FAST is a free review of mainstream French press on issues of science and technology. It appears twice weekly.

FAST is published by the Science and Technology Office of the Embassy of France to the United States, and by its CNRS Washington office.

Paris – July 10, 2001 – Issue #272

PYRENEES. Something about this mountain chain seems to inspire the idea of
using tourism proceeds to pay for scientific research. First the Pic du Midi
Observatory (FAST #260), a small telescope but prized by planetologists,
which remains in existence thanks to a recent program of opening the site to
the public, and now Themis, the abandoned solar energy plant taken over by
astronomers for use as a gamma ray telescope. Tourism to this unique site, a
mountainside covered in huge mirrors built at the height of the oil shock
but abandoned when its electricity turned out to be 20 times more expensive
than conventionally-produced power, is now being encouraged and if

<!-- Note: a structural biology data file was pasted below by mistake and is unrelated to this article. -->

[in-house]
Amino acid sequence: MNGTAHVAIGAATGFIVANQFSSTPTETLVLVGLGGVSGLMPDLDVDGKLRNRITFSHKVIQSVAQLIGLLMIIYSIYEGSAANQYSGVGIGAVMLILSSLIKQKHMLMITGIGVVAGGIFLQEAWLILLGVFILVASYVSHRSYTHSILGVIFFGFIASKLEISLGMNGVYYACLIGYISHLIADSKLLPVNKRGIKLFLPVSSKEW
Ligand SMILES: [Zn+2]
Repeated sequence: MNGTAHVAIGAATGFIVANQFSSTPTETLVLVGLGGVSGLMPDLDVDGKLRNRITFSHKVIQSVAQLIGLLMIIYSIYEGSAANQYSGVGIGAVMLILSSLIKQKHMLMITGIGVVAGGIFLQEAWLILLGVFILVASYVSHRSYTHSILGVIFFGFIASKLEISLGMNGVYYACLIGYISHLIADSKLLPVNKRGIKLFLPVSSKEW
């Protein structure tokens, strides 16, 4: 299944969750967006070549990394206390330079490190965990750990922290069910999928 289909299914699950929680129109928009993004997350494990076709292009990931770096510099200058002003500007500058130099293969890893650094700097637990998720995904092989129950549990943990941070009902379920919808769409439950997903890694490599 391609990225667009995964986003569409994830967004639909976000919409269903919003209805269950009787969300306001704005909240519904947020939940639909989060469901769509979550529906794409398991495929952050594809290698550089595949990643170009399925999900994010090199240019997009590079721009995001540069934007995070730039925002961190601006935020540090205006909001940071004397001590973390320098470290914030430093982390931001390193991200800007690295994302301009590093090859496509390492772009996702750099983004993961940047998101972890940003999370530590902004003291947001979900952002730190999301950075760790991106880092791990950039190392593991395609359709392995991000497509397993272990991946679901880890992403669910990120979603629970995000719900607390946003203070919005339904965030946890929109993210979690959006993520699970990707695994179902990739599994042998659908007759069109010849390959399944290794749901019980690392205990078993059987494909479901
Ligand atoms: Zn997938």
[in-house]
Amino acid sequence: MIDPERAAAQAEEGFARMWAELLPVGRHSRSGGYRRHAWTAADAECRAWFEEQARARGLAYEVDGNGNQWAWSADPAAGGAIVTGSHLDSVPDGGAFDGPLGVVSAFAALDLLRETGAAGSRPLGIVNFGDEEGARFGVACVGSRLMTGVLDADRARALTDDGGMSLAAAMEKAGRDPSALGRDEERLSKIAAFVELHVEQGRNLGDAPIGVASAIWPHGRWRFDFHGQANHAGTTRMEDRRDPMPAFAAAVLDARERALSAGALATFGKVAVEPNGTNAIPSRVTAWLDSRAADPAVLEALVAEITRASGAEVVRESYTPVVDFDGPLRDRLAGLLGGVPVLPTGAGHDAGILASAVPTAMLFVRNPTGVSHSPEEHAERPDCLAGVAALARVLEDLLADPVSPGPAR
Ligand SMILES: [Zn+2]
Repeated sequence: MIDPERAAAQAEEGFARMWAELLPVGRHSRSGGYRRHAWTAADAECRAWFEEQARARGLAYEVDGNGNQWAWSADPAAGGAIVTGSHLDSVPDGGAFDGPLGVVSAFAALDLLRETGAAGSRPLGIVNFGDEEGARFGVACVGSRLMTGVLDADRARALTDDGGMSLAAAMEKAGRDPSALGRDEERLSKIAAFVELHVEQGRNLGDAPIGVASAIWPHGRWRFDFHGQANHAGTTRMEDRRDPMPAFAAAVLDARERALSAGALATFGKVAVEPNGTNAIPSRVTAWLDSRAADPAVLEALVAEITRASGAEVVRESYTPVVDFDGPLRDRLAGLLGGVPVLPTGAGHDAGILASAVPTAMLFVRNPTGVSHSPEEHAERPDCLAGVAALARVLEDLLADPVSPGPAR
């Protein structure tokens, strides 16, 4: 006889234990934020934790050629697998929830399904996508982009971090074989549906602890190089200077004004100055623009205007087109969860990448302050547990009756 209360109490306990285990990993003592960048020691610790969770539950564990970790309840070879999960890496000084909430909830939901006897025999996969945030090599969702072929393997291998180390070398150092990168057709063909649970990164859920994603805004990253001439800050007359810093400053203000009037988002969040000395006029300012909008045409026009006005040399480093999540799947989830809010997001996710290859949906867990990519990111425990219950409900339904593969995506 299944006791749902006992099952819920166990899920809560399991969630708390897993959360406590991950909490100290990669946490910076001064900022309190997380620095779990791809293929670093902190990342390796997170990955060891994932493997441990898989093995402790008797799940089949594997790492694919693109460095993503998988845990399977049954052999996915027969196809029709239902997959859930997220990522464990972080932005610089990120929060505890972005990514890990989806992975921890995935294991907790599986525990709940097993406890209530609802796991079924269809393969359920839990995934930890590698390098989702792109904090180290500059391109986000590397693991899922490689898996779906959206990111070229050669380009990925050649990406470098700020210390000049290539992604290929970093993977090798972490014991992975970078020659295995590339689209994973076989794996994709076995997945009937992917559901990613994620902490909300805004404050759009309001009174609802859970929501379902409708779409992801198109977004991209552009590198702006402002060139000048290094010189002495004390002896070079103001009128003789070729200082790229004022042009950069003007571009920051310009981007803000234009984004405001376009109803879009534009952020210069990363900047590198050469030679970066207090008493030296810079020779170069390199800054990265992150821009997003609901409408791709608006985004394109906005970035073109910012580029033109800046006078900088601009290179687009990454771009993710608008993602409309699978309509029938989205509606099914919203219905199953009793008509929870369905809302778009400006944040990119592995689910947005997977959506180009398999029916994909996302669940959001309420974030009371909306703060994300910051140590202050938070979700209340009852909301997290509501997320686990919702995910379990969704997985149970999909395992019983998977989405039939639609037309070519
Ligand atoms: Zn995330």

successful will enable scientists to stay on here. CNRS researchers use the
enormous combined reflective surface for far less than a millisecond per
day, training the mirrors on specific heavenly bodies or events and
collecting the brief flash observable by the mirrors at sundown caused by
gamma rays from the target as they collide with earth’s atmosphere. In this
way gamma rays, unparalleled witnesses of the violence of the universe but
impossible to capture on earth, can be indirectly observed. Themis
accomplishments include recording the last gasps of dying stars and
observing activity at the center of galaxies. ( Agence France Presse, July